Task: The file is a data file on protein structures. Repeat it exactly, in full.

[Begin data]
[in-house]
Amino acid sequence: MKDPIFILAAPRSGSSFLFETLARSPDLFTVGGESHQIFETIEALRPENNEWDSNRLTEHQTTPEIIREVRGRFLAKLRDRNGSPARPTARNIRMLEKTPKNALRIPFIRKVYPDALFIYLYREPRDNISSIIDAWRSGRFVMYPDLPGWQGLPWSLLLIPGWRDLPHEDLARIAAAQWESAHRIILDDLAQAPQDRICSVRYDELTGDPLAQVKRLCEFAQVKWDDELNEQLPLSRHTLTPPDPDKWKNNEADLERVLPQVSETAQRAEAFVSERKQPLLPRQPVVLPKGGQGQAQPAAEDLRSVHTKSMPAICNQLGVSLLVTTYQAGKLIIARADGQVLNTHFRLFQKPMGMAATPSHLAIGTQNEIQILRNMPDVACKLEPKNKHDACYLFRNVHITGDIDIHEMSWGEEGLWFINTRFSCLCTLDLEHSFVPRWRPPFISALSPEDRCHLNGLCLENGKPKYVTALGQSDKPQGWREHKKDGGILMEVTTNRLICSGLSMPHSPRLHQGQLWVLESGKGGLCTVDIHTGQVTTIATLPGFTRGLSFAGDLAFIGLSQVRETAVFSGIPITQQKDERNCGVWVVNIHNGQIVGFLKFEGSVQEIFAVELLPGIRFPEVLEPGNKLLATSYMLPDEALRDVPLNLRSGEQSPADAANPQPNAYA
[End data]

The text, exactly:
[in-house]
Amino acid sequence: MKDPIFILAAPRSGSSFLFETLARSPDLFTVGGESHQIFETIEALRPENNEWDSNRLTEHQTTPEIIREVRGRFLAKLRDRNGSPARPTARNIRMLEKTPKNALRIPFIRKVYPDALFIYLYREPRDNISSIIDAWRSGRFVMYPDLPGWQGLPWSLLLIPGWRDLPHEDLARIAAAQWESAHRIILDDLAQAPQDRICSVRYDELTGDPLAQVKRLCEFAQVKWDDELNEQLPLSRHTLTPPDPDKWKNNEADLERVLPQVSETAQRAEAFVSERKQPLLPRQPVVLPKGGQGQAQPAAEDLRSVHTKSMPAICNQLGVSLLVTTYQAGKLIIARADGQVLNTHFRLFQKPMGMAATPSHLAIGTQNEIQILRNMPDVACKLEPKNKHDACYLFRNVHITGDIDIHEMSWGEEGLWFINTRFSCLCTLDLEHSFVPRWRPPFISALSPEDRCHLNGLCLENGKPKYVTALGQSDKPQGWREHKKDGGILMEVTTNRLICSGLSMPHSPRLHQGQLWVLESGKGGLCTVDIHTGQVTTIATLPGFTRGLSFAGDLAFIGLSQVRETAVFSGIPITQQKDERNCGVWVVNIHNGQIVGFLKFEGSVQEIFAVELLPGIRFPEVLEPGNKLLATSYMLPDEALRDVPLNLRSGEQSPADAANPQPNAYA